County tries to bridge the gaping budget gap; Donalda ‘can’t complain’ Continued from Page A1 Nixon also agrees that more funding for health facilities will help the Stettler region, he suggests that Alberta Health Services need to do some of its own trimming. “This is a budget to trim some of the waste and ministries have room to improve within themselves,” Nixon said. Village of Donalda Donalda council is also relatively pleased with the budget and that MSI funding remains as a major support for municipalities to complete capital projects. “I think municipalities are OK,” said Donalda Mayor Bruce Gartside. He was positive about support for municipalities. “We had been talking to Doug (Griffiths) before the budget and he told us that support would remain for municipalities,” Gartside said. “I’m satisfied with that because a lot of other ministries took hits — I really can’t complain.” Agriculture In the agricultural component of the budget, the government placed priority on rural development and industry, and market development, and continued funding for agricultural societies at the same levels.
hen we depart our earthly home for God’s resting place, it is not how long or brief our stay, but how we lived our lives that counts. Though we may mourn the passing of a loved one, we should also take comfort in the memory of the many kindnesses he or she has performed. We conduct every funeral service as to be a source of comfort and inspiration to the living as well as a worthy and memorable tribute to the departed.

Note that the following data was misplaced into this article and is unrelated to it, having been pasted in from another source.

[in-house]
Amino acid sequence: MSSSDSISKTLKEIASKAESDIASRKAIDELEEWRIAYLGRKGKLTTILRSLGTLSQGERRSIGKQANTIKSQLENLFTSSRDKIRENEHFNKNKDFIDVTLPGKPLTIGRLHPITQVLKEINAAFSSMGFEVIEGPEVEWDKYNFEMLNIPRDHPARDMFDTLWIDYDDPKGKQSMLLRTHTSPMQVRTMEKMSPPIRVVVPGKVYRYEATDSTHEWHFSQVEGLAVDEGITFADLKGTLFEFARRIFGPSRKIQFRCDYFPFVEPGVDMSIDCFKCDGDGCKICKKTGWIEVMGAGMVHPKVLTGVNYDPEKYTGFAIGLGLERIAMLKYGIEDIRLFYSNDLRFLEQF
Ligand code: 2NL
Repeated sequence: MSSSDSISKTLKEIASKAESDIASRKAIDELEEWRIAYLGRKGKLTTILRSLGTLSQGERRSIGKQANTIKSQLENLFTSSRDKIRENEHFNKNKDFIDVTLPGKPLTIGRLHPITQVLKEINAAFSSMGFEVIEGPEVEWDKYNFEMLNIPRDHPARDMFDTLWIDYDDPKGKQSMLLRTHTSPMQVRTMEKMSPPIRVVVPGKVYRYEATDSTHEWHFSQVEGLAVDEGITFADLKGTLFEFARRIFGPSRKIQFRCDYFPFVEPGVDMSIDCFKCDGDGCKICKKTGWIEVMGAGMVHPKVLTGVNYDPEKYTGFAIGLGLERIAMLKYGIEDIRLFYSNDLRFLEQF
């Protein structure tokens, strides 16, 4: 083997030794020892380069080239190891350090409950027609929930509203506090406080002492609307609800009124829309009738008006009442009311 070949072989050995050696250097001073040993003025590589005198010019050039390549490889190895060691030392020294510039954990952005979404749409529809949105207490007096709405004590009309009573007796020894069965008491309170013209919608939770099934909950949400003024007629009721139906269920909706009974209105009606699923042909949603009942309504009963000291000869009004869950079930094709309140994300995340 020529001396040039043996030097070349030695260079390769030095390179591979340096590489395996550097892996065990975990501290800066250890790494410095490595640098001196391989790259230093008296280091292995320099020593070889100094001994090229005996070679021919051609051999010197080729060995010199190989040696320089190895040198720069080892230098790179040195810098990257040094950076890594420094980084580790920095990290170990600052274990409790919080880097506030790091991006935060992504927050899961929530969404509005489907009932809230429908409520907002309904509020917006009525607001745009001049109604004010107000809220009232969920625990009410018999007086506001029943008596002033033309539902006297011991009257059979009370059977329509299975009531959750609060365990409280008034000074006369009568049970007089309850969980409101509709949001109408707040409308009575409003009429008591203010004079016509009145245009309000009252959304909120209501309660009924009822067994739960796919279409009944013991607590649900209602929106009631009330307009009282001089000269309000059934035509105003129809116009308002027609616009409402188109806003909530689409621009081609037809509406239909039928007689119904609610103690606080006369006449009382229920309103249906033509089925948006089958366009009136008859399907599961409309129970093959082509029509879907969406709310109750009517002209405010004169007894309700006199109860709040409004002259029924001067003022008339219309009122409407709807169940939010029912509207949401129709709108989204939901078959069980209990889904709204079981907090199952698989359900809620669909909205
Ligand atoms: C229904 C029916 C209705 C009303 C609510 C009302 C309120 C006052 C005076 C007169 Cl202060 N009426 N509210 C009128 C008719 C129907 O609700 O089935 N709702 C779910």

‘Albertans will have to live with less’ It’s time now for Albertans to tighten their financial belts after the provincial budget came down last Thursday. No doubt, almost everyone will feel the effect in their lives, families and communities. With significantly reduced revenues from energy resources, a deep deficit has now clogged the once-bottomless pit. After decades of literally being spoiled with unlimited resource revenue, Albertans will have to live with less — funding and services from the provincial government to help reduce the deficit. Reduced funding has created a prime time for government and each organization to and citizens to review programs and services and restructure services to make them more efficient with the limited or eliminated funding. What really is essential? Where does alternative funding come from? Why does the government provide funding to certain programs and services that could be handles with private funding. Local schools — especially small and rural schools — have felt the brunt
Froese ’n Time By Richard Froese Independent reporter